Mitte is it
By Bernd Oertwig
“Where do you live in Berlin?” “When you come in, immediately on the left.” Famous saying by the famous Max Liebermann. The painter lived right next to the Brandenburg Gate. It still doesn’t get any more direct than that. Today, the replica is the Liebermann House. Almost like back then. Only the glass roof is missing. The master needed a lot of light upstairs in his studio. The professor didn’t have to go far from his easel to his president’s desk in the Academy of Arts. Just once diagonally across Pariser Platz.
Much is new in this square in the heart of the city. Also the academy. It stands where the old one used to be. Flats on Pariser Platz are sought after, in demand – and hard to come by. 1 A-location for all those who don’t mind tourists. Gallery owners live next to politicians, CEOs next to diplomats. The French Embassy stands where Madame Du Titre once went in and out of her well-married daughter. Madame was known throughout the city for her motherly wit and legendary Berlinish. With her husband, a well-heeled cloth manufacturer, she belonged to the circles that were always received by the king.
On one occasion, Frederick William III inquired about her son-in-law, who was in Rome at the time. Madame Du Titre boasted: “All Tuesdays and Fridays at the Pope’s in Rome for tea, and the Pope is as kind to my daughter as Majestätken is to me.
Mitte. One of Berlin’s districts since 1920. Core of historic Berlin. Here Berlin and Cölln lay opposite each other on the banks of the Spree and merged. The city flourished, was besieged, had its Quadriga stolen by Napoleon, attracted people from all over the world as Europe’s magnet of whirlwinds in the 1920s, was reduced to rubble, had to have itself walled in and is today the incomparable Berlin. The Quadriga, by the way, was of course reclaimed by Prussia. Since then, however, one of the four horses is no longer a real Schadow. The French copy, however, is only noticeable on very close inspection.
With the next administrative reform, Mitte had to grow. Tiergarten and Wedding have been part of it since 2001. This means that the old workers’ neighbourhood of Ackerstraße, which once had seven backyards, is just as much Mitte in Wedding as Unter den Linden and the Tipi am Kanzleramt in Tiergarten.
Because it has been Mitte for centuries, Mitte has the most sights and monuments of all twelve Berlin districts. Still very fresh: the Humboldt Forum without a hyphen, but on a historic site. This is where the Berlin Palace stood, blown up by the SED leadership under Walter Ulbricht in 1950, although the building fabric could be saved. Even with new buildings, the bosses under socialism did not always have a happy hand. The Palace of the Republic, which was built in place of the palace, was well received by many. Others blatantly mocked Erich’s lamp shop. Nowhere else in the city were there so many lamps as in the house where Erich Honecker was celebrated.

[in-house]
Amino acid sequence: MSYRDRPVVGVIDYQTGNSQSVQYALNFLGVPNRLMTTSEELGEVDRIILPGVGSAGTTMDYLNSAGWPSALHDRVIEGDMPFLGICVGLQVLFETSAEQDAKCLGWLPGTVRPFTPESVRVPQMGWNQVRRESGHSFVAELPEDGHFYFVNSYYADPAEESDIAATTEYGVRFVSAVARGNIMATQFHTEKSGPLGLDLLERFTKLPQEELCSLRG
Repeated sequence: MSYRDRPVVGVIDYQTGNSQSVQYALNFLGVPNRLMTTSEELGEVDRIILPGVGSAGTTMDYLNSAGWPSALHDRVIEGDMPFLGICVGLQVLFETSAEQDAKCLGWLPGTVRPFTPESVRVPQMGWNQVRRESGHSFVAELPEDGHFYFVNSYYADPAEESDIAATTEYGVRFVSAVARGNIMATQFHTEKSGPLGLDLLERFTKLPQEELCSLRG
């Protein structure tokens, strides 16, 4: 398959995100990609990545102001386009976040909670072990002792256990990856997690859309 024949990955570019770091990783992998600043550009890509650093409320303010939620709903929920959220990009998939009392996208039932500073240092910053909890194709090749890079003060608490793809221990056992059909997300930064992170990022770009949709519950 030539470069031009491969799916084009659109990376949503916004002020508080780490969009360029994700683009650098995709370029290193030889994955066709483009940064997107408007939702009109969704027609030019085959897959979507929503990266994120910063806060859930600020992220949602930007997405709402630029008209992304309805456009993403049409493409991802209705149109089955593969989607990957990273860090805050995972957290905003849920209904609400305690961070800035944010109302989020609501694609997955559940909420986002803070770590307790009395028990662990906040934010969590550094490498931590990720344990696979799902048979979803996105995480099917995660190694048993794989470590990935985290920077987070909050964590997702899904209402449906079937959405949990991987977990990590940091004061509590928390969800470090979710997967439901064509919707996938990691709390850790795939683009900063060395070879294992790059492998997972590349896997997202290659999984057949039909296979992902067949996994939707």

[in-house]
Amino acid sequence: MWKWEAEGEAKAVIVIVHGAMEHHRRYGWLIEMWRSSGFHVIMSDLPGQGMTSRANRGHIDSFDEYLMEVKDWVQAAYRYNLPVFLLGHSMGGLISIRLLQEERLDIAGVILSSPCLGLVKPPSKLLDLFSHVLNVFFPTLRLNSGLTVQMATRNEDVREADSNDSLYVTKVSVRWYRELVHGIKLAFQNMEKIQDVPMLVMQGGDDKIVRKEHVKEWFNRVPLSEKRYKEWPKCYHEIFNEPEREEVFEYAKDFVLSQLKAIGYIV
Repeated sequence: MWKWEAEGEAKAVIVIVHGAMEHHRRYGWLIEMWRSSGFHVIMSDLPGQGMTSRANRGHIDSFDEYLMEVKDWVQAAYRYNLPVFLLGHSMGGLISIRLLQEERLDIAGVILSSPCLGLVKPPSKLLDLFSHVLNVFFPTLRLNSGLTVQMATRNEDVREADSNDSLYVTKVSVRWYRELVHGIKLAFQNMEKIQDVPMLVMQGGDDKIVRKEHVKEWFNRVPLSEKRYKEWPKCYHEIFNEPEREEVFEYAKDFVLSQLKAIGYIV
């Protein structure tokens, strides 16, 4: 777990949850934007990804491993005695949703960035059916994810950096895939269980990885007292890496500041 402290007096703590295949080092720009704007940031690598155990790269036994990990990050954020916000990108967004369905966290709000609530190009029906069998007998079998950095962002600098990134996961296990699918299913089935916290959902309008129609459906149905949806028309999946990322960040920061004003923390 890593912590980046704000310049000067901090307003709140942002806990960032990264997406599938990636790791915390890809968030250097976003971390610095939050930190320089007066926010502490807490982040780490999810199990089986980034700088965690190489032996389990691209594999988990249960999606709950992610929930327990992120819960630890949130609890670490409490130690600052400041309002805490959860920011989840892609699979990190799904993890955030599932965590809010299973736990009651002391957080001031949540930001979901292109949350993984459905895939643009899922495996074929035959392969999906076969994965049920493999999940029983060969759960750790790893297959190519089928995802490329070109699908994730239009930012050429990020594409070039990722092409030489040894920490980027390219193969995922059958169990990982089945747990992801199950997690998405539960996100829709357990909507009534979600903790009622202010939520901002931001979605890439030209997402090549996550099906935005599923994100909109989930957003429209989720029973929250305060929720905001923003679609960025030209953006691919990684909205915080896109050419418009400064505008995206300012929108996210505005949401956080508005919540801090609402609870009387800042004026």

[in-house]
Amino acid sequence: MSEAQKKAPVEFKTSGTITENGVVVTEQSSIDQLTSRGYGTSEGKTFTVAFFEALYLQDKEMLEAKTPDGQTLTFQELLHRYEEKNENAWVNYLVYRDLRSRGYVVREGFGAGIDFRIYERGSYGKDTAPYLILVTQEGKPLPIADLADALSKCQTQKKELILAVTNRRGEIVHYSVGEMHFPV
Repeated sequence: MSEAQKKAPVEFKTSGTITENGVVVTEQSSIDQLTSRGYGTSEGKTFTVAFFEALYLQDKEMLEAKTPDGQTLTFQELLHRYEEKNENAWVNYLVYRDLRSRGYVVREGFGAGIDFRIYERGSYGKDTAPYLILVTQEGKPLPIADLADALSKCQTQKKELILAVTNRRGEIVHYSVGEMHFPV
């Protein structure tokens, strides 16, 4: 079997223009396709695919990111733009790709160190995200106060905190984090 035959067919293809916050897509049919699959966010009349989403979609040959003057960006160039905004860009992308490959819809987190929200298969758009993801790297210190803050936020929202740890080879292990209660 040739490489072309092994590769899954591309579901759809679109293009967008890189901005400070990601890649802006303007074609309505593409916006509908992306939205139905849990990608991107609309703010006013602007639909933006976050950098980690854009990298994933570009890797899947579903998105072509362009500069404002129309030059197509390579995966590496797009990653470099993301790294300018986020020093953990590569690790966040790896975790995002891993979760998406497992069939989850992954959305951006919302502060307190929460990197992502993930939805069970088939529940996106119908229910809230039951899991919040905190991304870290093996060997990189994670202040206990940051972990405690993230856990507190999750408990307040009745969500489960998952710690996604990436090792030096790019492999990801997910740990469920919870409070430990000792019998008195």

Not everything went smoothly at the TV tower on the Alex. The sunlight refracts in the famous restaurant dome and causes a city-wide cross to glow. This allegedly angered the GDR bigwigs so much that they seriously considered tearing down the dome and rebuilding it. But maybe it’s just an on dit.
Directly opposite the Humboldt Forum is the Lustgarten with the cathedral and the Altes Museum at the front. Nowhere else in the city are there so many museums in such a small space as on the Museum Island. Old National Gallery, New Museum, Bode Museum, James Simon Gallery, Pergamon Museum.
Going to the theatre in the evening after Museum Day? Why not. The Berliner Ensemble almost on the banks of the Spree. The opening in the quay wall is very hidden, hardly to be discovered. The Panke secretly seeps into the Spree here. The river that meanders through Wedding. As is well known, also Mitte.
Getting tickets for the BE is tricky. Bert Brecht could hardly have dreamed that his theatre would be as good as sold out every performance day.
Practically diagonally across the embankment is the Friedrichstadt-Palast with the largest theatre stage in the world. Visitors come by the busload.
The Deutsches Theater in Schumannstraße plays for its audience very close by. The legendary Max Reinhardt ran it at the beginning of the 20th century. Big names, big theatre. Practically around the corner, on Reinhardtstraße, is an old bunker. Years ago, a gallery owner and collector bought it and turned it into one of the most unusual galleries in Berlin. He built a penthouse for himself and his family on the roof of the bunker, covering almost the entire area.
Mitte is a good place to live. It doesn’t have to be your own home on top of an ex-bunker. You can find pearls of living everywhere in Mitte. The district rocks. It’s colourful, quirky, old, new – and above all hip. Restaurants, bars, boulevards, shopping streets. Wide avenues or narrow alleys, old splendid buildings from the Wilhelminian period or modern town houses. Mitte has it all.
Mitte offers a huge range of culture and history – and also of real estate. If you want to live in Mitte, you should not expect a bargain. Rental and purchase prices are high. However, Mitte, together with Zehlendorf, is one of the most stable districts in terms of value. If you want to sell your flat in Mitte, our experts will help you get the best price. And if you want to buy in Mitte – we are also the right contact. Guyla Turmeyer is looking forward to your call.